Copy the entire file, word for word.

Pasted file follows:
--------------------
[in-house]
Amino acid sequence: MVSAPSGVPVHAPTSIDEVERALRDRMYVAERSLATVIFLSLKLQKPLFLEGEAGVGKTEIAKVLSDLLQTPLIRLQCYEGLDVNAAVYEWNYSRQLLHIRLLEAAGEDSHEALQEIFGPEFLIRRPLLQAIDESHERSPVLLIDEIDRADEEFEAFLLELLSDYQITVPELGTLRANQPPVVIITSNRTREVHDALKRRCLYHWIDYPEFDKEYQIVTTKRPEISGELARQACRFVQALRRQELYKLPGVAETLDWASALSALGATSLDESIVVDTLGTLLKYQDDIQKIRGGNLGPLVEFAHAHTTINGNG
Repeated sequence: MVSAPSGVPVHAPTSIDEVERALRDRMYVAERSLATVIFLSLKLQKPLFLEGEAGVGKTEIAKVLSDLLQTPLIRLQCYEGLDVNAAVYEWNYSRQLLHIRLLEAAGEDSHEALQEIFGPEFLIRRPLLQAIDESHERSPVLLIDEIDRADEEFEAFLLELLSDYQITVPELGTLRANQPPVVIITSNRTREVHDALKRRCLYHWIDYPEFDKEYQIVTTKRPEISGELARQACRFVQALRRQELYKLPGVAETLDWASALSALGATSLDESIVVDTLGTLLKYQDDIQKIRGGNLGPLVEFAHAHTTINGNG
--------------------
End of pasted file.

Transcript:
[in-house]
Amino acid sequence: MVSAPSGVPVHAPTSIDEVERALRDRMYVAERSLATVIFLSLKLQKPLFLEGEAGVGKTEIAKVLSDLLQTPLIRLQCYEGLDVNAAVYEWNYSRQLLHIRLLEAAGEDSHEALQEIFGPEFLIRRPLLQAIDESHERSPVLLIDEIDRADEEFEAFLLELLSDYQITVPELGTLRANQPPVVIITSNRTREVHDALKRRCLYHWIDYPEFDKEYQIVTTKRPEISGELARQACRFVQALRRQELYKLPGVAETLDWASALSALGATSLDESIVVDTLGTLLKYQDDIQKIRGGNLGPLVEFAHAHTTINGNG
Repeated sequence: MVSAPSGVPVHAPTSIDEVERALRDRMYVAERSLATVIFLSLKLQKPLFLEGEAGVGKTEIAKVLSDLLQTPLIRLQCYEGLDVNAAVYEWNYSRQLLHIRLLEAAGEDSHEALQEIFGPEFLIRRPLLQAIDESHERSPVLLIDEIDRADEEFEAFLLELLSDYQITVPELGTLRANQPPVVIITSNRTREVHDALKRRCLYHWIDYPEFDKEYQIVTTKRPEISGELARQACRFVQALRRQELYKLPGVAETLDWASALSALGATSLDESIVVDTLGTLLKYQDDIQKIRGGNLGPLVEFAHAHTTINGNG